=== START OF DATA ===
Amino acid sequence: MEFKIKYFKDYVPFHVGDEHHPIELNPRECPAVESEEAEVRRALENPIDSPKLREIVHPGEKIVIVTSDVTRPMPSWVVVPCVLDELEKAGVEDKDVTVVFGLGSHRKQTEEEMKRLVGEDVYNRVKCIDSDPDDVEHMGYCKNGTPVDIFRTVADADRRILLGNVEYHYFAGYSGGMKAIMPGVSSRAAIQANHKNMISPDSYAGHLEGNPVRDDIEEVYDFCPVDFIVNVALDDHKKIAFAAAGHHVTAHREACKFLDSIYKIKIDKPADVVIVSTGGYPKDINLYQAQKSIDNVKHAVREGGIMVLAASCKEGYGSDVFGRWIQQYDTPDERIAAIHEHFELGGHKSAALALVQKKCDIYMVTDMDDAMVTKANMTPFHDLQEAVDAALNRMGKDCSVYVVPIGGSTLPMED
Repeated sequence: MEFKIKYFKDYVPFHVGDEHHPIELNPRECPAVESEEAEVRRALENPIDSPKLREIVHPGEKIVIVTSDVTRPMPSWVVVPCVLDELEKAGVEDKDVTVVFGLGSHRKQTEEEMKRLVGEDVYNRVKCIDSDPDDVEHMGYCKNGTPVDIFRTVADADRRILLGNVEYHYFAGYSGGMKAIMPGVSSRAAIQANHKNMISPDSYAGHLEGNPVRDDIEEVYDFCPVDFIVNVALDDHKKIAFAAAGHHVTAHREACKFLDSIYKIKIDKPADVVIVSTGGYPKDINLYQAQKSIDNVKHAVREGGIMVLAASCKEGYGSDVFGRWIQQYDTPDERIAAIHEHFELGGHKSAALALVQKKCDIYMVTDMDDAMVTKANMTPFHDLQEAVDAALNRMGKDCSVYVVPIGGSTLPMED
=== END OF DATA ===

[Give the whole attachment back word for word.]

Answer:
Amino acid sequence: MEFKIKYFKDYVPFHVGDEHHPIELNPRECPAVESEEAEVRRALENPIDSPKLREIVHPGEKIVIVTSDVTRPMPSWVVVPCVLDELEKAGVEDKDVTVVFGLGSHRKQTEEEMKRLVGEDVYNRVKCIDSDPDDVEHMGYCKNGTPVDIFRTVADADRRILLGNVEYHYFAGYSGGMKAIMPGVSSRAAIQANHKNMISPDSYAGHLEGNPVRDDIEEVYDFCPVDFIVNVALDDHKKIAFAAAGHHVTAHREACKFLDSIYKIKIDKPADVVIVSTGGYPKDINLYQAQKSIDNVKHAVREGGIMVLAASCKEGYGSDVFGRWIQQYDTPDERIAAIHEHFELGGHKSAALALVQKKCDIYMVTDMDDAMVTKANMTPFHDLQEAVDAALNRMGKDCSVYVVPIGGSTLPMED
Repeated sequence: MEFKIKYFKDYVPFHVGDEHHPIELNPRECPAVESEEAEVRRALENPIDSPKLREIVHPGEKIVIVTSDVTRPMPSWVVVPCVLDELEKAGVEDKDVTVVFGLGSHRKQTEEEMKRLVGEDVYNRVKCIDSDPDDVEHMGYCKNGTPVDIFRTVADADRRILLGNVEYHYFAGYSGGMKAIMPGVSSRAAIQANHKNMISPDSYAGHLEGNPVRDDIEEVYDFCPVDFIVNVALDDHKKIAFAAAGHHVTAHREACKFLDSIYKIKIDKPADVVIVSTGGYPKDINLYQAQKSIDNVKHAVREGGIMVLAASCKEGYGSDVFGRWIQQYDTPDERIAAIHEHFELGGHKSAALALVQKKCDIYMVTDMDDAMVTKANMTPFHDLQEAVDAALNRMGKDCSVYVVPIGGSTLPMED